But the size of the machine is not just about how high your lifts can be when you are preparing a base, but also the size of aggregates you are compacting. The larger the particles you are compacting, the larger the machine you will need to obtain a lower frequency as larger particles require lower frequencies.
Compaction itself is basically the action of applying a downward force for consolidation, taking larger and smaller materials and letting them fall and work their way into place. There is a risk of over compaction as you could, especially with larger gravel, break the granules down into smaller pieces and destroying the composition of that gravel. In addition to that, there is also greater risk of displacing material that has already settled into its place with over compaction. Not to mention the wasted time and labor in over compaction.
So how do you know when you have reached optimal compaction?
There is soil compaction testing equipment that you can purchase and other compaction testing equipment that comes built in to some compactors.
If you want to properly test the compaction of your soils, you would use what is called a nuclear density gauge. What this involves is a piece of equipment that is baseplate, a drill rod, and you would accompany that with a heavy handheld mallet or a sledge hammer. This gauge is going to give you a moisture content reading and it’s going to give you a density reading.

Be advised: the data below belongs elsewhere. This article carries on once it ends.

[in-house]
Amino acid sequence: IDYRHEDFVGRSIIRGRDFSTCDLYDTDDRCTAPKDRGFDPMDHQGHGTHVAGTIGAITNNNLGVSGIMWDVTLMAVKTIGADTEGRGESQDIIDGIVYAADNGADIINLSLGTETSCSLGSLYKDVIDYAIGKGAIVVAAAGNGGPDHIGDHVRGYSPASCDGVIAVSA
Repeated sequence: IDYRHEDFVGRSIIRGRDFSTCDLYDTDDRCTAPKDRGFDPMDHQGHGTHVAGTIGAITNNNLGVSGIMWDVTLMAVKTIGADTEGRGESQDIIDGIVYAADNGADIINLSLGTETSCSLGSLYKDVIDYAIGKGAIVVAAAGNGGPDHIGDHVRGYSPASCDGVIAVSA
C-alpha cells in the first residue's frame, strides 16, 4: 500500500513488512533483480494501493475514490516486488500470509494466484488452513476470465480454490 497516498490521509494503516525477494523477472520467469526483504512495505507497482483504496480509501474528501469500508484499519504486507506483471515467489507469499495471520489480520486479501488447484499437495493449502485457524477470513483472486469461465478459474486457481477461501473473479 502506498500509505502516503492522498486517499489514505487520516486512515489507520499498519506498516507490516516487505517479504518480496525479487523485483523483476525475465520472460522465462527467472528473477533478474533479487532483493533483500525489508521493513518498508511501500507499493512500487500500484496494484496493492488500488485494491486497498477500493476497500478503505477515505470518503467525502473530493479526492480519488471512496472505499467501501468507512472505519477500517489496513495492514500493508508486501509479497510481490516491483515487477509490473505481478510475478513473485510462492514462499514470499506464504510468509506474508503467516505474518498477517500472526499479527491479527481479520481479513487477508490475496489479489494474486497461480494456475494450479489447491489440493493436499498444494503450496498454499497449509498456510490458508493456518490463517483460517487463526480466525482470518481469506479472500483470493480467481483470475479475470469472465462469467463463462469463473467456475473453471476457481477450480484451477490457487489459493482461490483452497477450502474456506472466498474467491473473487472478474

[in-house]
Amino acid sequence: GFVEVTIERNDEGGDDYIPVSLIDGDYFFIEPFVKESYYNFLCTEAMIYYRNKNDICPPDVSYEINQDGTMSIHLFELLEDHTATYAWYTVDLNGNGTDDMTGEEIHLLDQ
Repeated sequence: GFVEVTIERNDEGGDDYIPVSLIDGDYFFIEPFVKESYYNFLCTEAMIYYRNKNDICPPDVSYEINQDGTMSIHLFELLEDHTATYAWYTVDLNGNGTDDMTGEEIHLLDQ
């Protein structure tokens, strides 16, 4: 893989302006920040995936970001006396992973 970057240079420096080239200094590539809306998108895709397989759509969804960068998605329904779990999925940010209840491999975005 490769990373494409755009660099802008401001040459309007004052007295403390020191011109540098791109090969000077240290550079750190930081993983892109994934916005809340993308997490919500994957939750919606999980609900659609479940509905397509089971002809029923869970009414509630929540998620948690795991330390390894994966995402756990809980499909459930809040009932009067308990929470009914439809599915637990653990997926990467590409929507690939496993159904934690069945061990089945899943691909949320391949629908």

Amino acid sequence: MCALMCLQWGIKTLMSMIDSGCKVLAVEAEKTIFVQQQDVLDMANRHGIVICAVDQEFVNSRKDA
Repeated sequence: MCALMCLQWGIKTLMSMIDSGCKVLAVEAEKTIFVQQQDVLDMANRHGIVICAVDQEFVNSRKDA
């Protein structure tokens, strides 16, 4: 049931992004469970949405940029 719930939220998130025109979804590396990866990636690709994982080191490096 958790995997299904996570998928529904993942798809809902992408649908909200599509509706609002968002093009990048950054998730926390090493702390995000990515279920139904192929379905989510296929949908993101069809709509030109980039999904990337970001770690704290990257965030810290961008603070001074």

To use this, you would pick a spot in your compacted area and sit the base plate down. You would find a nice flat area and slither the base plate down. On the base plate are two holes, one of which you are going to put the drill rod down that has markings every two inches. This would be hammered down to a maximum of half your base depth and remove it.
From here, you would trace the outside of the base plate and put it away. Then the actual measuring device would be placed on top of that traced area. The device would also have a rod that falls into the same place, turn on the device and give it 60 seconds of testing. This would give your readings of moisture and density that would then be compared to the lab results of the standard proctor test to measure compaction.